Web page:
This is one of those distortions that we have all bought into at least once or twice. Emotional reasoning is the “acceptance of one’s emotions as fact.” In other words, thinking that because you feel a certain way, that makes it true. One example of this might be feeling neglected in a friendship, and therefore thinking that friendship is ending. Another example might be feeling that your work is not up to snuff, and therefore expecting you will soon be fired because of it. How we feel about something is not necessarily related to the context, nor does it mean we know how that thing is going to shake out. Emotional reasoning can be applied to work contexts, interpersonal relationships, and big life changes – if you’ve ever felt like your emotions indicate the truth or reality of a situation, you might have experienced emotional reasoning. 

I use emotional reasoning all the time to convince myself that I know what is going to happen. Since I feel a certain way, that must make it true – but there is a world of difference between our emotional response to an event and the truth of the event itself. Sometimes when we think we are trusting our gut, we are actually letting our thoughts and feelings about a situation color our understanding.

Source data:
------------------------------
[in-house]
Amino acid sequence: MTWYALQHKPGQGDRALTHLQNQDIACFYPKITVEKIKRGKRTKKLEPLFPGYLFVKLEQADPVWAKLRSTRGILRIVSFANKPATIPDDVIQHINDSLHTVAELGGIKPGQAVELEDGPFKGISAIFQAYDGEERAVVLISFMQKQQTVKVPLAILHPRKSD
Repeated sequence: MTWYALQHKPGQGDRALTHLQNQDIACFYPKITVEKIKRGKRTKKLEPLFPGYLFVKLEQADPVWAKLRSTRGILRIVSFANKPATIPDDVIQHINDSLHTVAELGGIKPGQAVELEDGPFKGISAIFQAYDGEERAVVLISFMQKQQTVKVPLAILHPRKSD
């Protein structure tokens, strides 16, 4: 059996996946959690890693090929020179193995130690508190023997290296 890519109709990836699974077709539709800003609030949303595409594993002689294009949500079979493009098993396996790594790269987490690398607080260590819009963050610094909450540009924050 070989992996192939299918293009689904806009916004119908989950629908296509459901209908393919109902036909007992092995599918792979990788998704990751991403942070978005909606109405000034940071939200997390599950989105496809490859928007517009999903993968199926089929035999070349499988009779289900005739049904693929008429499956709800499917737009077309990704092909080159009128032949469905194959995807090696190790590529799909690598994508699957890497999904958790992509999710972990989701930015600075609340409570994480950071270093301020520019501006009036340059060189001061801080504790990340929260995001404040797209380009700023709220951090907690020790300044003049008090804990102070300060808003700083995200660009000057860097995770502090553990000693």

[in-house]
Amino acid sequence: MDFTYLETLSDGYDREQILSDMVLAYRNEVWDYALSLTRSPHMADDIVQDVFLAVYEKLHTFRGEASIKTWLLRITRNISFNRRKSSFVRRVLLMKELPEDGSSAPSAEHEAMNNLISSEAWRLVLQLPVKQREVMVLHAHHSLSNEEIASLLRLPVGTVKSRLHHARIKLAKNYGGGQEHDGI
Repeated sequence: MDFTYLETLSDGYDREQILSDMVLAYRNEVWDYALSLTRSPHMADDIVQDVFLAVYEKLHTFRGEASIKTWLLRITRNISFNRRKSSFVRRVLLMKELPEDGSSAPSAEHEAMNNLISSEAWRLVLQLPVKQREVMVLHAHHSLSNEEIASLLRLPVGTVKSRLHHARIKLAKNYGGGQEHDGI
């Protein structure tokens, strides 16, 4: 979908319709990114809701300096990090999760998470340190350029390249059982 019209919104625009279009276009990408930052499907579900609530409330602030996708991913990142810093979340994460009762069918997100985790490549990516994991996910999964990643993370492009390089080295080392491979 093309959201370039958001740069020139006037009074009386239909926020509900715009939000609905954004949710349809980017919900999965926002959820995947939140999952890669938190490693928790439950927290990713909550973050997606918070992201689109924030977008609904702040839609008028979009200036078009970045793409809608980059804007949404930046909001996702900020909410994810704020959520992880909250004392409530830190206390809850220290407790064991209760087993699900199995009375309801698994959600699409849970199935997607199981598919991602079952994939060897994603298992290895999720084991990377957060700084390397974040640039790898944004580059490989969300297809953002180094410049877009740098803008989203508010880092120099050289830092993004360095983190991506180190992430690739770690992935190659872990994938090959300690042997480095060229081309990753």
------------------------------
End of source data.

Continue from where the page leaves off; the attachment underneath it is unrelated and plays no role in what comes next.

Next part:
How to Cope with Emotional Reasoning: 

The best ways that I have found to cope with emotional reasoning involve mindfulness – observing my thoughts and being nonjudgmental about whatever arises.


1. Observe Your Thoughts:

Creating a space for you to take a step back from your thoughts, acknowledge them without judgment, and then let them drift away will allow you to observe your thinking rather than engage with it. When you start having patterned thoughts that are based in your emotions, try to simply label them with the phrase, “thinking.” 

Close your eyes and imagine these thoughts as clouds, each one holding a different thought or feeling, and watch as they slowly float across the sky and out of view. The goal of this exercise is to be able to observe rather than participate: you are not required to follow your thoughts down the rabbit hole, and in fact you can simply acknowledge them and let them pass. Using labeling to sort through your patterned thoughts helps to separate you from those thoughts. You can use the labels “thinking,” “feeling,” “worrying,” or any other label that feels helpful to you. 


2. Use a Gentle Curiosity: